Abstract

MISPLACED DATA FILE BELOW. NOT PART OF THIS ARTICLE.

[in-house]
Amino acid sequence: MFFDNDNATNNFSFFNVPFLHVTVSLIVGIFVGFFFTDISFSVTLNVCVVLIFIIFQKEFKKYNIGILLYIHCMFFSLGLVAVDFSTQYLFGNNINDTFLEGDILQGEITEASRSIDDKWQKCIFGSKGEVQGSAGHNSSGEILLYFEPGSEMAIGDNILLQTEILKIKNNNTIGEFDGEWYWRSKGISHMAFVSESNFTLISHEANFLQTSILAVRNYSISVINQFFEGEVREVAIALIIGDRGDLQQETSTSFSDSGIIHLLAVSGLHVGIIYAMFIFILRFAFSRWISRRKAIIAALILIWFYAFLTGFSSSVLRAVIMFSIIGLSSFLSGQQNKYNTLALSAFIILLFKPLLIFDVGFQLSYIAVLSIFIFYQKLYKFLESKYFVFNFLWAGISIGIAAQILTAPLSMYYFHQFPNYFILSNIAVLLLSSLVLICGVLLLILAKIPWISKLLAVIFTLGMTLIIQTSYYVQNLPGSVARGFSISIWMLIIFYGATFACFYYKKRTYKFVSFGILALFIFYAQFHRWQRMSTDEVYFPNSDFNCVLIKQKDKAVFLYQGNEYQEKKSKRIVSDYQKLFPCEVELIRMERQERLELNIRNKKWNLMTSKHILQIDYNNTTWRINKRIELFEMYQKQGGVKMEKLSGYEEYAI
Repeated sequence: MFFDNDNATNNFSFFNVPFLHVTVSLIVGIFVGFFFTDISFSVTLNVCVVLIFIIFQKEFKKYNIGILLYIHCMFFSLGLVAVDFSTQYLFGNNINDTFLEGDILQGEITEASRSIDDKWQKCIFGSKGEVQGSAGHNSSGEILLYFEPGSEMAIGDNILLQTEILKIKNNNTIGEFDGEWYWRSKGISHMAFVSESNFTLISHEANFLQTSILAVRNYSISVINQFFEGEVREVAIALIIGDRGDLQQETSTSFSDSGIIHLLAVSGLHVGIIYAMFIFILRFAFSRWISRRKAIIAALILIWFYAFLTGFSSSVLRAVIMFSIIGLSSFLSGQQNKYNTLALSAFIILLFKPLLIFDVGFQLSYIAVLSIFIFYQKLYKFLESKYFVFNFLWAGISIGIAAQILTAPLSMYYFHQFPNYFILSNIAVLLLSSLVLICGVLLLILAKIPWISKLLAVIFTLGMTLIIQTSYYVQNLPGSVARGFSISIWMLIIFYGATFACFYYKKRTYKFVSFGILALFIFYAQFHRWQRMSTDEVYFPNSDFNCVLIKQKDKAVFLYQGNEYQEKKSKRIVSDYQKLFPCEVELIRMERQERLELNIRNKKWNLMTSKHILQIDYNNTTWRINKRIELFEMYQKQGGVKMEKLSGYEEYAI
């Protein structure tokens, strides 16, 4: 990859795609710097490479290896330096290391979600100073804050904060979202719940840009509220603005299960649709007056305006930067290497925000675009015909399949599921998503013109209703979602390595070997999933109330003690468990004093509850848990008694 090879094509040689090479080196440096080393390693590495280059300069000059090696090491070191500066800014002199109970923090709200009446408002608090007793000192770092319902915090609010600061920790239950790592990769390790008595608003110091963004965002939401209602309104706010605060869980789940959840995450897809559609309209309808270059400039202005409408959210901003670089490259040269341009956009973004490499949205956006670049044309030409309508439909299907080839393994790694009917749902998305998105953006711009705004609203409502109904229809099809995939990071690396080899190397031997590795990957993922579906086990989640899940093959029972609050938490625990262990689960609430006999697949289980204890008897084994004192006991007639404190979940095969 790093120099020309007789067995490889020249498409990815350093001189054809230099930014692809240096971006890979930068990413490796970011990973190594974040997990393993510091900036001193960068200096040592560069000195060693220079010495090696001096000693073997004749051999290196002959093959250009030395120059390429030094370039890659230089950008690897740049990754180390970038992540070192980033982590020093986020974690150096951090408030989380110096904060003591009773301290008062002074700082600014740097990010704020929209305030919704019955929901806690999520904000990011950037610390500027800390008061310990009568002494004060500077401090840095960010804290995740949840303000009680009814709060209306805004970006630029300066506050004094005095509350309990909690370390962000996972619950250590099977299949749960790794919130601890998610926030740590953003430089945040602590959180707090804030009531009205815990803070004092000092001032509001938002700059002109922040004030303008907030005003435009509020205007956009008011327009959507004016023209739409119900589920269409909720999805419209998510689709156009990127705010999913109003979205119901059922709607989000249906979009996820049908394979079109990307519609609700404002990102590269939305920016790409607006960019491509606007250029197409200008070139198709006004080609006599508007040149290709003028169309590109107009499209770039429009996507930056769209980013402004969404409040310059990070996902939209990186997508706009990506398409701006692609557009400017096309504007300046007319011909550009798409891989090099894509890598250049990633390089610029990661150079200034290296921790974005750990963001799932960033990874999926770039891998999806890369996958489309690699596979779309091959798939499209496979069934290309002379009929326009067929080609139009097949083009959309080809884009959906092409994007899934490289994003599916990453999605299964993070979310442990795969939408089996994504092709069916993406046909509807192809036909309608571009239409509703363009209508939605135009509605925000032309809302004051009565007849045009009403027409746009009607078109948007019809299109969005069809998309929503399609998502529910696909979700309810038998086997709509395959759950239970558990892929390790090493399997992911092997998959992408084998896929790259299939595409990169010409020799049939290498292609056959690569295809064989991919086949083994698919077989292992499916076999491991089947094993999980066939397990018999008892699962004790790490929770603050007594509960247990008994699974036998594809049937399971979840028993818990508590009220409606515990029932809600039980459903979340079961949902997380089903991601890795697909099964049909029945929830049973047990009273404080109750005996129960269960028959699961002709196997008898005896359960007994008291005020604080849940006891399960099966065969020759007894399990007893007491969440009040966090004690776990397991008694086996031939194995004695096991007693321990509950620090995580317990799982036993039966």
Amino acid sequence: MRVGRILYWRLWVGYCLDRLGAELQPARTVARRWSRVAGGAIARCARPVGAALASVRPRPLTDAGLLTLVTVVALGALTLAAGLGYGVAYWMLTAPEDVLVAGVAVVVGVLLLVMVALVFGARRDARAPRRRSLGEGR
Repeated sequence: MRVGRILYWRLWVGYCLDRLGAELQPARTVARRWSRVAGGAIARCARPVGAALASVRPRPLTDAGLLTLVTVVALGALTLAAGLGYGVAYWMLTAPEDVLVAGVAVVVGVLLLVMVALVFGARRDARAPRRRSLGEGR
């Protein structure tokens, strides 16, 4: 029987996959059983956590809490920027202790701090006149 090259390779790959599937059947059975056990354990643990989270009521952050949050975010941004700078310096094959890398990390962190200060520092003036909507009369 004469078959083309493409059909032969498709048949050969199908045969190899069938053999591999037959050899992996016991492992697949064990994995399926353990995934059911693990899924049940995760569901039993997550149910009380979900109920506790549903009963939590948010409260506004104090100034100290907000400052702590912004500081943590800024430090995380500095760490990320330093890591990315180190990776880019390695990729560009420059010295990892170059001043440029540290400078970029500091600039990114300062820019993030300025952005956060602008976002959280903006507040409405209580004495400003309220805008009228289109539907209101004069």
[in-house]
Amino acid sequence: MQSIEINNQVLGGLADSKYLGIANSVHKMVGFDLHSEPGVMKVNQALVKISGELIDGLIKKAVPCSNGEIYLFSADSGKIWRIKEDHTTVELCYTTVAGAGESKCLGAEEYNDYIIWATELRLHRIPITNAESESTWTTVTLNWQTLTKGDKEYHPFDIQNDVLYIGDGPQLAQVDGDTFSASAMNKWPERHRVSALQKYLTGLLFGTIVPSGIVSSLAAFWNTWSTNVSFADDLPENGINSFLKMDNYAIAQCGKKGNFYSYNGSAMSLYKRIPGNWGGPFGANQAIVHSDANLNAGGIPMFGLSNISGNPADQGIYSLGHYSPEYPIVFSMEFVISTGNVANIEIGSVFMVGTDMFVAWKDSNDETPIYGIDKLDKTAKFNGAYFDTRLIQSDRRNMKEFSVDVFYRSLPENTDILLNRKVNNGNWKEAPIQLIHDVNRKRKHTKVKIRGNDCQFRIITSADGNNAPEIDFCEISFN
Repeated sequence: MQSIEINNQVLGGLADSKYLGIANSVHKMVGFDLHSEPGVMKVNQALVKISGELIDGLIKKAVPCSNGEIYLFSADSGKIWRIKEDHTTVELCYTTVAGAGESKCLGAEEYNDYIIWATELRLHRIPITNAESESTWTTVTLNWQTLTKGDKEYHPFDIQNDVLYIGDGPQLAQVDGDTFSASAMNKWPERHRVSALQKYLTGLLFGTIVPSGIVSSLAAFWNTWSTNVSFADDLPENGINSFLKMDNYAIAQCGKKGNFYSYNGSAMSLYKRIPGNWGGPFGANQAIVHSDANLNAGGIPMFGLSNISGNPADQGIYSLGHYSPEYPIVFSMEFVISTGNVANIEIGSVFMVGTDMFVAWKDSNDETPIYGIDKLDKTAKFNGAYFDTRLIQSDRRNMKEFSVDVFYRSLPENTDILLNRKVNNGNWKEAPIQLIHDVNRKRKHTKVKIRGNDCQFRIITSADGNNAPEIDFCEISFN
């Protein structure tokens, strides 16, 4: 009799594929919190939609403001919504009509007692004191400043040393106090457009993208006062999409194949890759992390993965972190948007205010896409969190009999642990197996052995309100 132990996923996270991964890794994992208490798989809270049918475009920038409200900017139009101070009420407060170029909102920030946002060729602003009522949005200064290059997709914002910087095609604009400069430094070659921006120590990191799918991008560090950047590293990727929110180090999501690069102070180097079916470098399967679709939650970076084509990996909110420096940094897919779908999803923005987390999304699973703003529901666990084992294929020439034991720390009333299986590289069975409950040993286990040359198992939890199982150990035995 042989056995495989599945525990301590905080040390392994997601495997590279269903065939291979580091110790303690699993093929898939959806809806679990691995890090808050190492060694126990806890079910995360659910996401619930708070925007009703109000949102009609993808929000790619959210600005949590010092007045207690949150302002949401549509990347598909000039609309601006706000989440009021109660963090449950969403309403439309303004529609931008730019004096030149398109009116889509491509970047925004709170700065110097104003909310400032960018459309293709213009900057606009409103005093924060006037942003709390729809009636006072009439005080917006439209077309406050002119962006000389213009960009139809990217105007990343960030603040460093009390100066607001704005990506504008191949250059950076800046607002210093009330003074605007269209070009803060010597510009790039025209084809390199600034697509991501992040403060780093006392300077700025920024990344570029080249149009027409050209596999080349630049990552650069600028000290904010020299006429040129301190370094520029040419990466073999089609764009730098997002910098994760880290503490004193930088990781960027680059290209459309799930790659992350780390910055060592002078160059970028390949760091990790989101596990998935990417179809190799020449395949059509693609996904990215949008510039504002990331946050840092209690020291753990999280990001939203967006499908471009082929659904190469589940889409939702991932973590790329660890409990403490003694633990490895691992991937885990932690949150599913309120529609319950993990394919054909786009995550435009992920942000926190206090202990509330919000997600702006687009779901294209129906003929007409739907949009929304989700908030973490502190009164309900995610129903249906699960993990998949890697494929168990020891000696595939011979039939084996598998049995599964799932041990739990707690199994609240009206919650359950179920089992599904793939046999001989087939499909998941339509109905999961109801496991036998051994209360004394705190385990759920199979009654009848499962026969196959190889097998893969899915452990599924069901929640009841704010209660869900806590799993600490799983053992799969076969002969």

The enforcement of outcomes in online dispute resolution (ODR) is a delicate problem. Since disputes arising out of e-commerce transactions are typically low in value, the traditional channels of coercive enforcement are often not a viable option. The article argues that the Bitcoin system can be used as a source of inspiration to devise new models of self-enforcement. The article describes the legal framework of ODR and argues that the goal of self-enforcement can be attained through the use of technology. It then describes the relevant features of the Bitcoin system, underlining its potential as a new forum for the expression of private autonomy. It then investigates the features of Bitcoin adjudication, before arguing that Bitcoin must be regarded as an original and self-contained system of dispute resolution, whose characteristics can be used to theorise new models of self-enforcement. Next, it compares four alternative models of self-enforcement, two of which take Bitcoin adjudication as an example. Finally, it puts forth recommendations for all actors involved in the implementation of self-enforcing ODR mechanisms and argues that different models should be left free to compete.

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